OP Fire Department touts stove-top fire suppressors

By Matt Campbell
Kansas City Star – March 28, 2014

Overland Park firefighters raced to the scene of a reported fire in an apartment complex only to find their work had already been done — automatically.

The stove-top fire at The Lodge of Overland Park apartments was snuffed out by a simple device attached inside the range hood.

The fire extinguishers, about the size of a food can, are fastened by magnets inside the hood over the range. They have fuses that, when activated by flame, release a powder similar to that in a canister fire extinguisher.

“The fire department did not put one drop of water on the stove,” said Leslie Scott, property manager at the complex. “It was fully extinguished.”

That was a relief not only to the management but to the occupants of the apartment at 106th and Foster streets on Sunday evening. The fire department saw it as an educational opportunity.

“Overland Park Fire has been pushing awareness of these devices for several years, even securing a grant to provide them for high-risk residents,” the department said in a statement. “This is the first episode we’ve seen where someone has installed them on their own and had a successful deployment.”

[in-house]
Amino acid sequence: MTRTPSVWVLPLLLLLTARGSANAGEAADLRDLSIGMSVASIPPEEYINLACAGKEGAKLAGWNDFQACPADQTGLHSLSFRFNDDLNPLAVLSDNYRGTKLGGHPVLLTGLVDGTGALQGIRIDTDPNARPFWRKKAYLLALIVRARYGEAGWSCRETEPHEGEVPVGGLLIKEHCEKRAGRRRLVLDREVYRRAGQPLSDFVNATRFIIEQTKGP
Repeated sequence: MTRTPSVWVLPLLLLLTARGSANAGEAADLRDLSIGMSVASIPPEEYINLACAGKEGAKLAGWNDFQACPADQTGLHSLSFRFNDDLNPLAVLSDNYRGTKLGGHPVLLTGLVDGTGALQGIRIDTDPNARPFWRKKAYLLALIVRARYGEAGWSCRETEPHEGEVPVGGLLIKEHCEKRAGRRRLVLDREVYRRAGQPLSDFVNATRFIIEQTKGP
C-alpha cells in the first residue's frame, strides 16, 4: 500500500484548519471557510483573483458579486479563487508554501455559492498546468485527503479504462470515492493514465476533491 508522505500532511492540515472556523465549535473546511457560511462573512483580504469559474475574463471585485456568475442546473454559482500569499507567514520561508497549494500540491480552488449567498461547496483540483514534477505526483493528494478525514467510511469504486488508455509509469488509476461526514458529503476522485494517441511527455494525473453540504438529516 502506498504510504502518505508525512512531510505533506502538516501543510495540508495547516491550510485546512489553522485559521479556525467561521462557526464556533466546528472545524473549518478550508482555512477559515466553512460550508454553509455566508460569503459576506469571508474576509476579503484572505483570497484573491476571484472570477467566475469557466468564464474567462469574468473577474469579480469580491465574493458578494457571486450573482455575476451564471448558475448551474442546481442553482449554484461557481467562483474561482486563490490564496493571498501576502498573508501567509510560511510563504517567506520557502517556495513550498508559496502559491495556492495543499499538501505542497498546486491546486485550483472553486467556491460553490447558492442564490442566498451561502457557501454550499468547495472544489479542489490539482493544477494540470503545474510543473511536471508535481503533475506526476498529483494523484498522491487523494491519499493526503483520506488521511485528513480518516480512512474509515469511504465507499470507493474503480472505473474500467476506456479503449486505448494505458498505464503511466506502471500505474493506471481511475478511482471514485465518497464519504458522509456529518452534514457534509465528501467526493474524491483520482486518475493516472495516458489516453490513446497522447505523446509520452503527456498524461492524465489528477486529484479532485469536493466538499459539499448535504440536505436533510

In Sunday’s case, the range hood was ruined and the cabinets and walls were blackened. But that was scant damage compared to what could have happened if the fire had spread beyond the stove and into adjacent apartments.

Apartment complex manager Resource Residential placed two suppressors, which cost about $17 each, over the stove in each of the 548 units. The company considers that a good investment.

Scott said an average apartment fire used to cause about $100,000 in damage, but with range hood fire suppressors, that figure is about $2,500.

“One life lost — there’s no way to put a dollar amount on that,” she said. “In multifamily housing, one person with a lapse in judgment can be devastating.”

Lt. Andrew Grove, who was among the first firefighters responding to Sunday’s incident, said cooking fires are the most common calls his department gets.

He said range hood fire suppressors are safety tools like smoke detectors and carbon monoxide detectors.

“This is something that’s going to stop a fire,” Grove said.

Gwen Romine, KSFFA Webmaster

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